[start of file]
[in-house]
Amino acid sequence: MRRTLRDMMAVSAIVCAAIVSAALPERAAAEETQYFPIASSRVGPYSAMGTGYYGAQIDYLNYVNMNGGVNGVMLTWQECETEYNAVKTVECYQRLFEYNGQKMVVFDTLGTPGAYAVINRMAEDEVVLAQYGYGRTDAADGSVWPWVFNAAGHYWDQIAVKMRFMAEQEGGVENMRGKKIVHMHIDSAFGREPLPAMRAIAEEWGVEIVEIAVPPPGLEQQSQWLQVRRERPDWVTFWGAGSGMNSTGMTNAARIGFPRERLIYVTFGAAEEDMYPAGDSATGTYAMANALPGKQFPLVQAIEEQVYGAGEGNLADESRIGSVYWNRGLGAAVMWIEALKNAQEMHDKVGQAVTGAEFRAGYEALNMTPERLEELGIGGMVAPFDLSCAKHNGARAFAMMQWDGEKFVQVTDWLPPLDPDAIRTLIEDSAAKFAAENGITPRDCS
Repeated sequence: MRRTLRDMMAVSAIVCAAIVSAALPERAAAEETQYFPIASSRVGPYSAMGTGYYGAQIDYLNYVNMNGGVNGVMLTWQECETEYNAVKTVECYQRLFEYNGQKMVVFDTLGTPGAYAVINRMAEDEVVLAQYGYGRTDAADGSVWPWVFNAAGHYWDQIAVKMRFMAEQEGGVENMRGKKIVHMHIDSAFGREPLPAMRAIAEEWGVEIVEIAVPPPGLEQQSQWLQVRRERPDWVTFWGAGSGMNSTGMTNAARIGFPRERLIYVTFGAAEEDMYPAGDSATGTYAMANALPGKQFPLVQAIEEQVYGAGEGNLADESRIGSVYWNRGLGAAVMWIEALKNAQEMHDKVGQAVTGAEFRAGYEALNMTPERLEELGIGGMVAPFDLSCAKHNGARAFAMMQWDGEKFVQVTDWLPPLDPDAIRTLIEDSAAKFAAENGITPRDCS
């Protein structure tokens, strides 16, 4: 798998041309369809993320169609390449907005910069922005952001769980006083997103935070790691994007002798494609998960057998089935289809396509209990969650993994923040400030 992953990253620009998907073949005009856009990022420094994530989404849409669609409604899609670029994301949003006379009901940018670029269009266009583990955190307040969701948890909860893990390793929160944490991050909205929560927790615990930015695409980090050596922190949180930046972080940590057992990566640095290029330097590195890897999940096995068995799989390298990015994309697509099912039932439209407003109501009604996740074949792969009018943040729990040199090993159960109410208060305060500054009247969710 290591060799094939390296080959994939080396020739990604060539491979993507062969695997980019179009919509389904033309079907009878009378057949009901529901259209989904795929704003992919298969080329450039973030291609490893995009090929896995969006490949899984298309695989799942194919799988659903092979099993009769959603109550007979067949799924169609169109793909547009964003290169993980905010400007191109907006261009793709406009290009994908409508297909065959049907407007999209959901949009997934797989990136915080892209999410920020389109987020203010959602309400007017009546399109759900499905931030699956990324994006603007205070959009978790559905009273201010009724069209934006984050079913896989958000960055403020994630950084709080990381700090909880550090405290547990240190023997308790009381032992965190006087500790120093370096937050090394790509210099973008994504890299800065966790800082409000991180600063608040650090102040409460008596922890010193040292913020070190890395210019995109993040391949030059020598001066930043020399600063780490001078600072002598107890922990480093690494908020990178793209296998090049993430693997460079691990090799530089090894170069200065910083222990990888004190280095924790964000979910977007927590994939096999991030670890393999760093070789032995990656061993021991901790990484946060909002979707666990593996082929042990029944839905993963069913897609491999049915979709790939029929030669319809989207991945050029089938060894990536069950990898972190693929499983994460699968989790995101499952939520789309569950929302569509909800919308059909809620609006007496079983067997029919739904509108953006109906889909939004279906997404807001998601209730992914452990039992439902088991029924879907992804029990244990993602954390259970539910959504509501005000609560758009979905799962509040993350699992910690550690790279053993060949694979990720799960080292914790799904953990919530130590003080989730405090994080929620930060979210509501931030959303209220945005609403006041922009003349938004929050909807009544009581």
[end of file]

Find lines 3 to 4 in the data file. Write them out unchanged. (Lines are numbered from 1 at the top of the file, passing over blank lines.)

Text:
Repeated sequence: MRRTLRDMMAVSAIVCAAIVSAALPERAAAEETQYFPIASSRVGPYSAMGTGYYGAQIDYLNYVNMNGGVNGVMLTWQECETEYNAVKTVECYQRLFEYNGQKMVVFDTLGTPGAYAVINRMAEDEVVLAQYGYGRTDAADGSVWPWVFNAAGHYWDQIAVKMRFMAEQEGGVENMRGKKIVHMHIDSAFGREPLPAMRAIAEEWGVEIVEIAVPPPGLEQQSQWLQVRRERPDWVTFWGAGSGMNSTGMTNAARIGFPRERLIYVTFGAAEEDMYPAGDSATGTYAMANALPGKQFPLVQAIEEQVYGAGEGNLADESRIGSVYWNRGLGAAVMWIEALKNAQEMHDKVGQAVTGAEFRAGYEALNMTPERLEELGIGGMVAPFDLSCAKHNGARAFAMMQWDGEKFVQVTDWLPPLDPDAIRTLIEDSAAKFAAENGITPRDCS
């Protein structure tokens, strides 16, 4: 798998041309369809993320169609390449907005910069922005952001769980006083997103935070790691994007002798494609998960057998089935289809396509209990969650993994923040400030 992953990253620009998907073949005009856009990022420094994530989404849409669609409604899609670029994301949003006379009901940018670029269009266009583990955190307040969701948890909860893990390793929160944490991050909205929560927790615990930015695409980090050596922190949180930046972080940590057992990566640095290029330097590195890897999940096995068995799989390298990015994309697509099912039932439209407003109501009604996740074949792969009018943040729990040199090993159960109410208060305060500054009247969710 290591060799094939390296080959994939080396020739990604060539491979993507062969695997980019179009919509389904033309079907009878009378057949009901529901259209989904795929704003992919298969080329450039973030291609490893995009090929896995969006490949899984298309695989799942194919799988659903092979099993009769959603109550007979067949799924169609169109793909547009964003290169993980905010400007191109907006261009793709406009290009994908409508297909065959049907407007999209959901949009997934797989990136915080892209999410920020389109987020203010959602309400007017009546399109759900499905931030699956990324994006603007205070959009978790559905009273201010009724069209934006984050079913896989958000960055403020994630950084709080990381700090909880550090405290547990240190023997308790009381032992965190006087500790120093370096937050090394790509210099973008994504890299800065966790800082409000991180600063608040650090102040409460008596922890010193040292913020070190890395210019995109993040391949030059020598001066930043020399600063780490001078600072002598107890922990480093690494908020990178793209296998090049993430693997460079691990090799530089090894170069200065910083222990990888004190280095924790964000979910977007927590994939096999991030670890393999760093070789032995990656061993021991901790990484946060909002979707666990593996082929042990029944839905993963069913897609491999049915979709790939029929030669319809989207991945050029089938060894990536069950990898972190693929499983994460699968989790995101499952939520789309569950929302569509909800919308059909809620609006007496079983067997029919739904509108953006109906889909939004279906997404807001998601209730992914452990039992439902088991029924879907992804029990244990993602954390259970539910959504509501005000609560758009979905799962509040993350699992910690550690790279053993060949694979990720799960080292914790799904953990919530130590003080989730405090994080929620930060979210509501931030959303209220945005609403006041922009003349938004929050909807009544009581």